All the breads are as tasty as they smell. The wheat (or grains, depending on the bread) is freshly milled before being used. The bakery uses their own starter and has many alternatives for this health minded community. If you don't / can't eat wheat, you'll find breads made out of spelt or rye and occasionally they will have tartelettes with nut pastery. On different days of the week they offer specialty breads flavoured with various nuts, seeds, fruit, and of course...chocolat. For a quick inexpensive lunch, ask for a mini baguette with warmed brie and caraway seeds, or one of my favorites, a savory fougasse.
Sunday, October 01, 2006
I was thrilled when browsing through some old cooking magazines to run across a recipe for Plum Clafoutis. I've only ever made clafoutis with cherries, but couldn't imagine why one couldn't substitute plums which seem to be so plentiful at this time of year. The concoction that I ended up making was a combination of the recipe I had found in the magazine and another one that I had made before with cherries. The one recipe had less sugar than the other and the other more eggs. So for a less artificially sweetened more custardy dessert, this is what I came up with.
about 6 fresh (tart) plums
1/2 C flour
1/4 C sugar
1 C milk
2 Tbsp melted butter
1. Preheat the oven to 350 degrees. Brush shallow pie plate with melted butter.
2. Pit the plums and cut into chunk size pieces, layering on the pie plate.
3. Sift the flour into a bowl, add the sugar. Gradually add the combined eggs, milk and butter, whisking until smooth and free of lumps.
4. Pour the batter over the plums and bake for 30-35 minutes. The batter should be risen and golden. Dust with icing sugar if desired and serve immediately.
Clafoutis is a classic French batter pudding, a specialty of the
Saturday, September 30, 2006
The most important thing when making antipasto is the recipe. There is just way too much prep and expense in ingredients to waste on a bad recipe. Lucky for us, years ago my Mom was given this particular recipe from an Italian neighbour. The end result is as good as any you might find in a fancy gourmet food store.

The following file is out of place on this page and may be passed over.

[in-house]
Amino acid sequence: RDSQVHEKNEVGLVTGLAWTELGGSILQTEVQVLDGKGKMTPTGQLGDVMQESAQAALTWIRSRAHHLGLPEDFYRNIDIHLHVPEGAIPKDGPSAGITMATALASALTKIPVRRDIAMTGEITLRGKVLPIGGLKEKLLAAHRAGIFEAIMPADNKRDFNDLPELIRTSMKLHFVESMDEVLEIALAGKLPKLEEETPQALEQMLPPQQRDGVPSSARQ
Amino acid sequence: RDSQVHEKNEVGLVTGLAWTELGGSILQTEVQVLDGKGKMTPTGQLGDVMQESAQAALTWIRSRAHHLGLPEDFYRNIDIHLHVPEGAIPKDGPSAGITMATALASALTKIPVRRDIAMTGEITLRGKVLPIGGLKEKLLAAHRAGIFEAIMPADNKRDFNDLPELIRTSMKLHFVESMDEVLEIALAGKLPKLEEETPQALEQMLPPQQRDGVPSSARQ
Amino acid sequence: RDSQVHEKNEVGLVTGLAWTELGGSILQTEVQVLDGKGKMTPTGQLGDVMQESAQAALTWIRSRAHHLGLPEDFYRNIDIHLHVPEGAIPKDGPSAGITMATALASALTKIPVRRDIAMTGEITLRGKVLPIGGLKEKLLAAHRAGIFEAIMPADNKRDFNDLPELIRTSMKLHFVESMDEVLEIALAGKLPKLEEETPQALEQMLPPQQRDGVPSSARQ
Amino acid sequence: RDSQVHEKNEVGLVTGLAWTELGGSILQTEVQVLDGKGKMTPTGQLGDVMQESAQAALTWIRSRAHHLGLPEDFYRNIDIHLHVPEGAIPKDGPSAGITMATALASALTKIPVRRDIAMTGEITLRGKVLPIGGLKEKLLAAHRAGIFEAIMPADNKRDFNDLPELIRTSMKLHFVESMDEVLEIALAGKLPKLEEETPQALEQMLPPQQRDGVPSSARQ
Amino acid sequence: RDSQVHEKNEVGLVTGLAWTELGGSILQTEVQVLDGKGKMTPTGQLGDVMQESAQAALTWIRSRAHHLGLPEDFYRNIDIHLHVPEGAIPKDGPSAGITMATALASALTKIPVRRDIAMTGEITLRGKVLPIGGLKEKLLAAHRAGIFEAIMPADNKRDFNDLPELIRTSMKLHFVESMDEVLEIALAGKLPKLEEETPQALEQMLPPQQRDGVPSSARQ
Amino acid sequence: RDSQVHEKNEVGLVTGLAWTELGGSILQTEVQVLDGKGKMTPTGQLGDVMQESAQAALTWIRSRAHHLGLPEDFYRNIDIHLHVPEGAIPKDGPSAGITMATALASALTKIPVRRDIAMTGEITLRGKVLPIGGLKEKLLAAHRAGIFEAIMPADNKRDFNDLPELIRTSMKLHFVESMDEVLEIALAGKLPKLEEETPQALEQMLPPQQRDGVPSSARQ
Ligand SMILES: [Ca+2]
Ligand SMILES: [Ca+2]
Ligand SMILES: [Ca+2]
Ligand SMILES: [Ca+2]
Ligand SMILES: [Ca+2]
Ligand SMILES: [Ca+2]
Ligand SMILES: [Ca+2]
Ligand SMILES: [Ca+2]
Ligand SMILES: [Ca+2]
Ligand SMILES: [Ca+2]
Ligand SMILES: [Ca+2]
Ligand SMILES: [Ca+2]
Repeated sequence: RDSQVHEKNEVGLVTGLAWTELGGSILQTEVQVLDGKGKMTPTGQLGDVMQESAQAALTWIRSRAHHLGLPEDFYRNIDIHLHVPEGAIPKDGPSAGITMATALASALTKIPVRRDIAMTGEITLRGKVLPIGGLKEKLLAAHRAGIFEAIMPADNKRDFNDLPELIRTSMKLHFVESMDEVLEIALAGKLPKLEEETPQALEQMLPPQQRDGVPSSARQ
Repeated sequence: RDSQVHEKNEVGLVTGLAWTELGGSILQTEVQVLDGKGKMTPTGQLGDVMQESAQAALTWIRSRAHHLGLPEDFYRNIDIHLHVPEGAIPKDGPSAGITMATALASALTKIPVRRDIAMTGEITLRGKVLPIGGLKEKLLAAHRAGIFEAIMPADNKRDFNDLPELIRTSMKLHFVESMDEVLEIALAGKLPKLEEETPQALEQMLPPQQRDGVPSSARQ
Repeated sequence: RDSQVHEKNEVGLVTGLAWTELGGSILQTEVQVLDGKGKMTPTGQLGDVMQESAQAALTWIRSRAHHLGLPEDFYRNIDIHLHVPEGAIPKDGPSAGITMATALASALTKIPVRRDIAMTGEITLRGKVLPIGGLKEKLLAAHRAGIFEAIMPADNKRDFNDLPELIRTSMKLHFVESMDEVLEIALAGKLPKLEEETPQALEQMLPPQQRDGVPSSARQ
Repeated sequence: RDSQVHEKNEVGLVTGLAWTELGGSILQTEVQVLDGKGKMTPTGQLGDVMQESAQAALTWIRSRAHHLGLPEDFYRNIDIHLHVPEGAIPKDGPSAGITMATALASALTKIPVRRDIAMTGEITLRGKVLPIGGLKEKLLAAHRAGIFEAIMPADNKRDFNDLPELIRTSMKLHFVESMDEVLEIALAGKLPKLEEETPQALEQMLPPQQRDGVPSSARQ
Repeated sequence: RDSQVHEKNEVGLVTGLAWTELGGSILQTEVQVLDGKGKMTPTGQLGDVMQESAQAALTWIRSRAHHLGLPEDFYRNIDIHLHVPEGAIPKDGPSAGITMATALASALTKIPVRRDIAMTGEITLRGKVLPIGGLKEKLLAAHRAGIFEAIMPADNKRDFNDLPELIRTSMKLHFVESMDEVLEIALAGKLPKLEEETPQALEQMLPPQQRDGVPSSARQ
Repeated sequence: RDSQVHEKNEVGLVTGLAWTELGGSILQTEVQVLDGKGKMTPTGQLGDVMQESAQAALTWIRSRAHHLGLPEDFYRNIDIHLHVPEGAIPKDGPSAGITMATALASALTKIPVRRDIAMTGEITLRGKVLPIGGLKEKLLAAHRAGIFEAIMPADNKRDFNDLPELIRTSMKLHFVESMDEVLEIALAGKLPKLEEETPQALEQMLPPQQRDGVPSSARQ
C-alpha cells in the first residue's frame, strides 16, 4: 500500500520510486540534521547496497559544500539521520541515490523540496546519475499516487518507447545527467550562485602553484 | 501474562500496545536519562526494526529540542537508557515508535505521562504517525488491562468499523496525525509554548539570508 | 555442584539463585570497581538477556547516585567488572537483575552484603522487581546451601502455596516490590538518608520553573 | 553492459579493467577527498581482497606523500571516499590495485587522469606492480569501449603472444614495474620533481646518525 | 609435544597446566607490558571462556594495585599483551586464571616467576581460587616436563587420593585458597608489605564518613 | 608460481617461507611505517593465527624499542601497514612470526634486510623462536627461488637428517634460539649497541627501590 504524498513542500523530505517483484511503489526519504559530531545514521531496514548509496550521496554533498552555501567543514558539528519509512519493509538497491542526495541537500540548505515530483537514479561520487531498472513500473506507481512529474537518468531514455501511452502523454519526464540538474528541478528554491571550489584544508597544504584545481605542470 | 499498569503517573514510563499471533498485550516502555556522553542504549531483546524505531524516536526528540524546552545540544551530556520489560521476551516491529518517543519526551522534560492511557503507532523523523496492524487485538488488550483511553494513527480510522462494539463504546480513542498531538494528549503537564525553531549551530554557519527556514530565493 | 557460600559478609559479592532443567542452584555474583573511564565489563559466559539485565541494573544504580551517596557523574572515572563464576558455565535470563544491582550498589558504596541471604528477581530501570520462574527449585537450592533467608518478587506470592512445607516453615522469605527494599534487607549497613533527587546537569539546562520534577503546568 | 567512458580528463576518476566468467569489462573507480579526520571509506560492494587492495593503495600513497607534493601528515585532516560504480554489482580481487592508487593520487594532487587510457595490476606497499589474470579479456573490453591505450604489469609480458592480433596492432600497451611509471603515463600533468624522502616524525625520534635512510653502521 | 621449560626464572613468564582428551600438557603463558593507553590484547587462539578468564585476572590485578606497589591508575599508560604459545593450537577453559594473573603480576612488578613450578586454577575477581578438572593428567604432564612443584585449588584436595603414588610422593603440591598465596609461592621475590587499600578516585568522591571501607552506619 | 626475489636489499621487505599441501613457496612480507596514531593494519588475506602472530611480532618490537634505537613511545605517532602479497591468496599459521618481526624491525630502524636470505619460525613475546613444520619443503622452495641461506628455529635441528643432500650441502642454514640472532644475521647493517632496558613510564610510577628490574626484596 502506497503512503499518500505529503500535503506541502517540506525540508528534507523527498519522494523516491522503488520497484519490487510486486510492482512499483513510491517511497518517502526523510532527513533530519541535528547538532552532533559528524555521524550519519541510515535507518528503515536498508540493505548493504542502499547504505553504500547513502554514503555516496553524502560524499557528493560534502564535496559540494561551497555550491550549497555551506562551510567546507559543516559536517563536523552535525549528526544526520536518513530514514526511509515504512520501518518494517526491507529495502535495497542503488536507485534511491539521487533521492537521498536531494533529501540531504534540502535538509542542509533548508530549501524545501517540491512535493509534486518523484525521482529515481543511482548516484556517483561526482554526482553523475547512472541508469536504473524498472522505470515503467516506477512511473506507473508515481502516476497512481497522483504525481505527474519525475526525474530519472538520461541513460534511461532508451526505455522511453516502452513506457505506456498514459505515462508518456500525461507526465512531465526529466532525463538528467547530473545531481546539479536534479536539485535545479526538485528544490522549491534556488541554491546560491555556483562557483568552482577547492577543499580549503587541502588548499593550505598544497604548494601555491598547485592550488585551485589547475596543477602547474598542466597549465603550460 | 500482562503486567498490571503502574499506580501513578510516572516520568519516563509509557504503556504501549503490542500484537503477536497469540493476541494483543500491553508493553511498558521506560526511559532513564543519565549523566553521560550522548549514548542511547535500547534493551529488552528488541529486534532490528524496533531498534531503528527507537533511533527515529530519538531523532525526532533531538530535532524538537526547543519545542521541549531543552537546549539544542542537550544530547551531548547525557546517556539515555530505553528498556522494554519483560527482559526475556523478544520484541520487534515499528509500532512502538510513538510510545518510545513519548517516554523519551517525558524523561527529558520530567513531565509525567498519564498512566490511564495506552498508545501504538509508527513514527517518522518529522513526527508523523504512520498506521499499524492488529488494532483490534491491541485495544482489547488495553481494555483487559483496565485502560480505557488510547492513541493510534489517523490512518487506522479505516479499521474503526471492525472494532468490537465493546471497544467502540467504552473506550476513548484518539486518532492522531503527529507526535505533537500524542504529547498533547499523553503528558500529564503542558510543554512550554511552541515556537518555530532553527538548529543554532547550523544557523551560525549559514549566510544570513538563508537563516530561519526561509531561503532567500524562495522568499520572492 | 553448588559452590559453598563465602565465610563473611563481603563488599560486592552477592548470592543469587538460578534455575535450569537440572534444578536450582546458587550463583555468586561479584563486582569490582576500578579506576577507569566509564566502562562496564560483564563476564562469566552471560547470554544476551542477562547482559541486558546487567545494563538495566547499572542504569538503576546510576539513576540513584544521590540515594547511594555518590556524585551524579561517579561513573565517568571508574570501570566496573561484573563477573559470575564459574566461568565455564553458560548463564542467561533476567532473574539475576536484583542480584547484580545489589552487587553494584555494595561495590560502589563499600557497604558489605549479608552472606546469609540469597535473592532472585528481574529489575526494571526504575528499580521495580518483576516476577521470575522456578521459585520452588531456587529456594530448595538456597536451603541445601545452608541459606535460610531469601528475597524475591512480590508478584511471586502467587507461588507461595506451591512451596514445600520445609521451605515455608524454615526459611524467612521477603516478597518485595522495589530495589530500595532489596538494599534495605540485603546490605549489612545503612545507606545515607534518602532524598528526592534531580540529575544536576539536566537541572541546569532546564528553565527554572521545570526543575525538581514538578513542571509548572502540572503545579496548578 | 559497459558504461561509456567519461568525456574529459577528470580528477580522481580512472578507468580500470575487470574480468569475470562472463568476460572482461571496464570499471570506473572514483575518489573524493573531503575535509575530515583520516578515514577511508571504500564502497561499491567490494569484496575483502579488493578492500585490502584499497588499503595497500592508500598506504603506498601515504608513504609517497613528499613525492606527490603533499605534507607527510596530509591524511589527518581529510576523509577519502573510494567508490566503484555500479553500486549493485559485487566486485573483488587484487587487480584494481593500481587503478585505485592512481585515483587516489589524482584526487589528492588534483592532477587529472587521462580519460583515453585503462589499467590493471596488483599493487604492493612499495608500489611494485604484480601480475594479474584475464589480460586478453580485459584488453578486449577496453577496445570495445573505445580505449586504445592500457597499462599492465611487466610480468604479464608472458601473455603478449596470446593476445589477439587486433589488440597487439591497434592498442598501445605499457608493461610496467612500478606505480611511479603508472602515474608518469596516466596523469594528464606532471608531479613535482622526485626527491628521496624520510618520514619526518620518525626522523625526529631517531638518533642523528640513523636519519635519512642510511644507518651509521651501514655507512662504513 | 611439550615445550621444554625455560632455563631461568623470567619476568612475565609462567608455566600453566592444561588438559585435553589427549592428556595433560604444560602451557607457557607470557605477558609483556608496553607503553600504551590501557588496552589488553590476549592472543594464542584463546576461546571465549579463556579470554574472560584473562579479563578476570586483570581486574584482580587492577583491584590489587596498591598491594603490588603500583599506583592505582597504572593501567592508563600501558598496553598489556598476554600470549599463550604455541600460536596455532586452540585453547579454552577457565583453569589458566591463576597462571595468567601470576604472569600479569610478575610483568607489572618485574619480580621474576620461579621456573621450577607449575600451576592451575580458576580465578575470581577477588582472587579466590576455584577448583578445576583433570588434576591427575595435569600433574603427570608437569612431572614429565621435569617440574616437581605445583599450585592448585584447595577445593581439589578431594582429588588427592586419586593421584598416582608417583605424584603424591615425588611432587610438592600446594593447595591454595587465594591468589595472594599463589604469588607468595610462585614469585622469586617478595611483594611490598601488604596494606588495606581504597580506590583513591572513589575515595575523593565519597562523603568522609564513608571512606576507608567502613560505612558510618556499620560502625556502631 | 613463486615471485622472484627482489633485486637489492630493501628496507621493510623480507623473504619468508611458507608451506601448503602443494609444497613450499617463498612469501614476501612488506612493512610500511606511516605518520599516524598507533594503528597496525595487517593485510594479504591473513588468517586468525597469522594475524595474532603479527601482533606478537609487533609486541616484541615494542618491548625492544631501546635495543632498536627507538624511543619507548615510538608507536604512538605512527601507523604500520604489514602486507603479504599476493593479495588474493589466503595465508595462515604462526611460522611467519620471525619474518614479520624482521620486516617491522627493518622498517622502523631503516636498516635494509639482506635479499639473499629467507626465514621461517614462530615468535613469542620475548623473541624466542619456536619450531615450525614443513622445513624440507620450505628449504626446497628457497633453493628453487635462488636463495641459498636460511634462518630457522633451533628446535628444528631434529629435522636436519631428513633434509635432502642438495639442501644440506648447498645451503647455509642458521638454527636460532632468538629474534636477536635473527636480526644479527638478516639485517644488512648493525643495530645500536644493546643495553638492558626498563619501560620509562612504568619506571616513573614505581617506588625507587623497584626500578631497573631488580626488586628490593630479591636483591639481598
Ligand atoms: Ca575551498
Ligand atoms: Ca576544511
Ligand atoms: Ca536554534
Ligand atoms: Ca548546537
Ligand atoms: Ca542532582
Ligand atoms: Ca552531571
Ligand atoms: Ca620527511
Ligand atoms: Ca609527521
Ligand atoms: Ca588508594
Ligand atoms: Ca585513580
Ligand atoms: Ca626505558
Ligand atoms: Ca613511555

3 jars (32 oz) dill pickles fine cut
4 lbs pickling onions
4 lbs cauliflower
4 tins mushrooms
2 lbs of green beans
3 lbs green peppers
4 lbs red peppers
7 - 16 oz tins ripe (black) olives
6 - 8 oz tins tuna
4 - 11 oz bottles ketchup
3 - 16 oz jars stuffed green olives
2 - 13 oz tins anchovies - optional (I personally have never added the anchovies)
Boil cauliflower 3 min. Drain, set aside. Peel pickling onions, cut dills fine. Boil green beans (cut fine) until tender. Set all aside. Fry sliced muchrooms in oil. Add ketchup and cut green and red peppers. Simmer 10-15 minutes. Add all vegies, olives and remaining ingredients. Break up tuna (drained) and add to everything. Put into mason jars (pressure to seal).
Makes about 30 pints. Enjoy!
Friday, September 29, 2006
Pear Coffee Cake
Preheat oven to 350.
Grease a 9" square cake pan.
1/3 C butter
3/4C granulated sugar
1 tsp vanilla
Beat until light and fluffy.
1 1/2 C flour
2 tsp baking powder
1/2 tsp salt
Add sifted dry ingredients to creamed mixture alternately with:
Turn into prepared pan.
Peel 3 pears and slice into thin strips.
Insert wedges into the batter.
1/3 C lightly packed brown sugar
2 Tbsp flour
1 tsp cinnamon
1/2 C chopped almonds
3 Tbsp melted butter
Sprinkle over batter.
Bake in preheated 350 degree oven for 45 minutes or until golden brown.
Thursday, September 28, 2006
A Steller's Jay looking...well, very stellar. However, despite his noble pose, he's quick to give a variety of raucous calls and scolds to anyone who ventures too close to the tree while he's collecting the nuts.
Here he is again trying to crack open a nut. He's quite persistant. I find many empty shells when I'm out collecting some of the nuts for myself.
Wednesday, September 27, 2006
My parents arrived home from vacation yesterday bearing gifts of....tomatoes. So today I got busy and started canning, because really, what else is one going to do with 60 plus lbs of tomatoes. The timing was really great because I have not done much in the way of canning tomatoes this year and have pretty much used up my supply from last year. That usually happens, I use a ton of tomatoes in just about everything from spaghetti sauce or chillis to soup.
My bowls of scalded tomatoes above: we're just getting started ;)
Monday, September 25, 2006
My first impulse would be to choose something long and entertaining such as Cheryl’s choice of the Outlander by Diana Gabaldon, but I think that ultimately a book on edible plants would be more practical.